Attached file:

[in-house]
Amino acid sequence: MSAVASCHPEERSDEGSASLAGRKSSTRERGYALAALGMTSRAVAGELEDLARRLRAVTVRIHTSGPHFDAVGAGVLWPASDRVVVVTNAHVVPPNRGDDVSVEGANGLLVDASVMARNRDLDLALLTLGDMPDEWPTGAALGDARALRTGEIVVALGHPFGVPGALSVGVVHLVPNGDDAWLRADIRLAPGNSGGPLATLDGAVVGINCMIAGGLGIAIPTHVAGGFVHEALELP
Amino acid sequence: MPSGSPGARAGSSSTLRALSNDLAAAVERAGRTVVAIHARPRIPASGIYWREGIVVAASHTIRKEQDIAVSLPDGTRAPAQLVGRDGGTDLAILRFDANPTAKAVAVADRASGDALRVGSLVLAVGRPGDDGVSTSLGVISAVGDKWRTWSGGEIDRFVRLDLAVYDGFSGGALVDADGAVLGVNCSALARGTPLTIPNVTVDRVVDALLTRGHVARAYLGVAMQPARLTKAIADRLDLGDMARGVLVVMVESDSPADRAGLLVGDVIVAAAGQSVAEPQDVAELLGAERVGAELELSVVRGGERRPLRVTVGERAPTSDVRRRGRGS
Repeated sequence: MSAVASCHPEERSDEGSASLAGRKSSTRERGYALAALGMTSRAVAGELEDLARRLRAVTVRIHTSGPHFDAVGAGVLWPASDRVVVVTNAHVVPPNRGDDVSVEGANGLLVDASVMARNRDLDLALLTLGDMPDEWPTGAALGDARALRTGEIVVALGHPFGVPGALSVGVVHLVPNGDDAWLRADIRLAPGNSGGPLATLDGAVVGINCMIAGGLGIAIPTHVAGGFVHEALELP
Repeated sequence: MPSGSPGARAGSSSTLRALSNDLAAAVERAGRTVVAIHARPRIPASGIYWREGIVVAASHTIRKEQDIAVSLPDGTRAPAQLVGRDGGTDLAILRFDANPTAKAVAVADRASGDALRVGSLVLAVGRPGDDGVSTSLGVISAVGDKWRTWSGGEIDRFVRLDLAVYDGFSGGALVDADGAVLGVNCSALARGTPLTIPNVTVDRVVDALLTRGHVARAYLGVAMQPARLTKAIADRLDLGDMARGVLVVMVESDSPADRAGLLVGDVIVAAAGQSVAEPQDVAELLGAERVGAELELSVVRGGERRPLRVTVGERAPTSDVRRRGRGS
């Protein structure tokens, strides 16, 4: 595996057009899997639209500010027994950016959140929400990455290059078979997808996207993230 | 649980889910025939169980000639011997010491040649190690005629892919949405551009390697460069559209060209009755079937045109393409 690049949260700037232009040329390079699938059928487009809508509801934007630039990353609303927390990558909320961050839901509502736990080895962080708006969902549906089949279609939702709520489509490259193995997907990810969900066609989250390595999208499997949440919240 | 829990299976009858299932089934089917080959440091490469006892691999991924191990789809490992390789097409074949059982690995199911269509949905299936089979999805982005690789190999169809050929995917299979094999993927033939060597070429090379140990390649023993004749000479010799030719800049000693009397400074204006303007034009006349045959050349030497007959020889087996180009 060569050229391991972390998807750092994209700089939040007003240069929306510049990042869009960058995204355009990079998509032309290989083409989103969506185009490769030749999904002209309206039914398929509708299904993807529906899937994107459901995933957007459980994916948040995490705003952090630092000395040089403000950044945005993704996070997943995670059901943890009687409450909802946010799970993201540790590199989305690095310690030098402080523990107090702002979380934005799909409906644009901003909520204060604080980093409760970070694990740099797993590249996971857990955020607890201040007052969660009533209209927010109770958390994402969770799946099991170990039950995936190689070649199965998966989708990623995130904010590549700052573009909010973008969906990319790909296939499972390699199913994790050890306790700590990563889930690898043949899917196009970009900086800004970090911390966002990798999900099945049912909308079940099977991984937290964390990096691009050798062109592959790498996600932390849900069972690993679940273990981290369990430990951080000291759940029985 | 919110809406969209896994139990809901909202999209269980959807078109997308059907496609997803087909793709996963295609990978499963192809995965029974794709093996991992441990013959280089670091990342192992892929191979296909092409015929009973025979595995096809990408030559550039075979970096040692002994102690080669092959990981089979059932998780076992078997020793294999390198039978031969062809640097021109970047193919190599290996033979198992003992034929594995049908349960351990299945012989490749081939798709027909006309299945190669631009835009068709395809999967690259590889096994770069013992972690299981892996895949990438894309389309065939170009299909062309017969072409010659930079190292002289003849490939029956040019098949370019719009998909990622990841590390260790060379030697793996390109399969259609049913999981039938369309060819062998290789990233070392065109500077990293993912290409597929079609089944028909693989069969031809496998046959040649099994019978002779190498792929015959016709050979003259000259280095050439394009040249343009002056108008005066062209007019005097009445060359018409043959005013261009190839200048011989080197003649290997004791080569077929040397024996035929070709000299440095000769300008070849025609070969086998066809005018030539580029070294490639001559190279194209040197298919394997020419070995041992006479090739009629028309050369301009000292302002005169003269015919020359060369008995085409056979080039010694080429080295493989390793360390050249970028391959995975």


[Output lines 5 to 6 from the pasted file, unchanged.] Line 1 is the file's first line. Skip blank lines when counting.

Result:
Repeated sequence: MPSGSPGARAGSSSTLRALSNDLAAAVERAGRTVVAIHARPRIPASGIYWREGIVVAASHTIRKEQDIAVSLPDGTRAPAQLVGRDGGTDLAILRFDANPTAKAVAVADRASGDALRVGSLVLAVGRPGDDGVSTSLGVISAVGDKWRTWSGGEIDRFVRLDLAVYDGFSGGALVDADGAVLGVNCSALARGTPLTIPNVTVDRVVDALLTRGHVARAYLGVAMQPARLTKAIADRLDLGDMARGVLVVMVESDSPADRAGLLVGDVIVAAAGQSVAEPQDVAELLGAERVGAELELSVVRGGERRPLRVTVGERAPTSDVRRRGRGS
């Protein structure tokens, strides 16, 4: 595996057009899997639209500010027994950016959140929400990455290059078979997808996207993230 | 649980889910025939169980000639011997010491040649190690005629892919949405551009390697460069559209060209009755079937045109393409 690049949260700037232009040329390079699938059928487009809508509801934007630039990353609303927390990558909320961050839901509502736990080895962080708006969902549906089949279609939702709520489509490259193995997907990810969900066609989250390595999208499997949440919240 | 829990299976009858299932089934089917080959440091490469006892691999991924191990789809490992390789097409074949059982690995199911269509949905299936089979999805982005690789190999169809050929995917299979094999993927033939060597070429090379140990390649023993004749000479010799030719800049000693009397400074204006303007034009006349045959050349030497007959020889087996180009 060569050229391991972390998807750092994209700089939040007003240069929306510049990042869009960058995204355009990079998509032309290989083409989103969506185009490769030749999904002209309206039914398929509708299904993807529906899937994107459901995933957007459980994916948040995490705003952090630092000395040089403000950044945005993704996070997943995670059901943890009687409450909802946010799970993201540790590199989305690095310690030098402080523990107090702002979380934005799909409906644009901003909520204060604080980093409760970070694990740099797993590249996971857990955020607890201040007052969660009533209209927010109770958390994402969770799946099991170990039950995936190689070649199965998966989708990623995130904010590549700052573009909010973008969906990319790909296939499972390699199913994790050890306790700590990563889930690898043949899917196009970009900086800004970090911390966002990798999900099945049912909308079940099977991984937290964390990096691009050798062109592959790498996600932390849900069972690993679940273990981290369990430990951080000291759940029985 | 919110809406969209896994139990809901909202999209269980959807078109997308059907496609997803087909793709996963295609990978499963192809995965029974794709093996991992441990013959280089670091990342192992892929191979296909092409015929009973025979595995096809990408030559550039075979970096040692002994102690080669092959990981089979059932998780076992078997020793294999390198039978031969062809640097021109970047193919190599290996033979198992003992034929594995049908349960351990299945012989490749081939798709027909006309299945190669631009835009068709395809999967690259590889096994770069013992972690299981892996895949990438894309389309065939170009299909062309017969072409010659930079190292002289003849490939029956040019098949370019719009998909990622990841590390260790060379030697793996390109399969259609049913999981039938369309060819062998290789990233070392065109500077990293993912290409597929079609089944028909693989069969031809496998046959040649099994019978002779190498792929015959016709050979003259000259280095050439394009040249343009002056108008005066062209007019005097009445060359018409043959005013261009190839200048011989080197003649290997004791080569077929040397024996035929070709000299440095000769300008070849025609070969086998066809005018030539580029070294490639001559190279194209040197298919394997020419070995041992006479090739009629028309050369301009000292302002005169003269015919020359060369008995085409056979080039010694080429080295493989390793360390050249970028391959995975």